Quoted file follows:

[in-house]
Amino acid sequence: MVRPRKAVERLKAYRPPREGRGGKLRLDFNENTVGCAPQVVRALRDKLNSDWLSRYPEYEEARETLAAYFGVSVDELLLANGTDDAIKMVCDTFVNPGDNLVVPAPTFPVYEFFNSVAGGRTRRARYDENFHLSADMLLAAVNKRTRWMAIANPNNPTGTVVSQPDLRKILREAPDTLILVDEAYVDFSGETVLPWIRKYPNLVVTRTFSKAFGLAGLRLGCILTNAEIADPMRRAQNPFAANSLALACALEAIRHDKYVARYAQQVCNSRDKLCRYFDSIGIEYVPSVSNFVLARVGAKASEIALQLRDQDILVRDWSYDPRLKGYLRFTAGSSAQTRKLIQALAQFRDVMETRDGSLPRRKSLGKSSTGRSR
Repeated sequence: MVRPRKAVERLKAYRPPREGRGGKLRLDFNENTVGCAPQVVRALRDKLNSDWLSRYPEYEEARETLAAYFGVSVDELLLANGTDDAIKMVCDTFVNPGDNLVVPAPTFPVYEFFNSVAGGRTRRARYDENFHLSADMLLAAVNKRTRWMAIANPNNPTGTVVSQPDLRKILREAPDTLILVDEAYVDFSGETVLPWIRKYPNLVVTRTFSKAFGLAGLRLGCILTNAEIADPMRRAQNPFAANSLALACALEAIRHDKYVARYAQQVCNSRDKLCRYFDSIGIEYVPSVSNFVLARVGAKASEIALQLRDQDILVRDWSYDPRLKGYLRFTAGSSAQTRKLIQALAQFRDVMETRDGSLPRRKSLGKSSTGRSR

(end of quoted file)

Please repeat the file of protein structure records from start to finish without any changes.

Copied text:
[in-house]
Amino acid sequence: MVRPRKAVERLKAYRPPREGRGGKLRLDFNENTVGCAPQVVRALRDKLNSDWLSRYPEYEEARETLAAYFGVSVDELLLANGTDDAIKMVCDTFVNPGDNLVVPAPTFPVYEFFNSVAGGRTRRARYDENFHLSADMLLAAVNKRTRWMAIANPNNPTGTVVSQPDLRKILREAPDTLILVDEAYVDFSGETVLPWIRKYPNLVVTRTFSKAFGLAGLRLGCILTNAEIADPMRRAQNPFAANSLALACALEAIRHDKYVARYAQQVCNSRDKLCRYFDSIGIEYVPSVSNFVLARVGAKASEIALQLRDQDILVRDWSYDPRLKGYLRFTAGSSAQTRKLIQALAQFRDVMETRDGSLPRRKSLGKSSTGRSR
Repeated sequence: MVRPRKAVERLKAYRPPREGRGGKLRLDFNENTVGCAPQVVRALRDKLNSDWLSRYPEYEEARETLAAYFGVSVDELLLANGTDDAIKMVCDTFVNPGDNLVVPAPTFPVYEFFNSVAGGRTRRARYDENFHLSADMLLAAVNKRTRWMAIANPNNPTGTVVSQPDLRKILREAPDTLILVDEAYVDFSGETVLPWIRKYPNLVVTRTFSKAFGLAGLRLGCILTNAEIADPMRRAQNPFAANSLALACALEAIRHDKYVARYAQQVCNSRDKLCRYFDSIGIEYVPSVSNFVLARVGAKASEIALQLRDQDILVRDWSYDPRLKGYLRFTAGSSAQTRKLIQALAQFRDVMETRDGSLPRRKSLGKSSTGRSR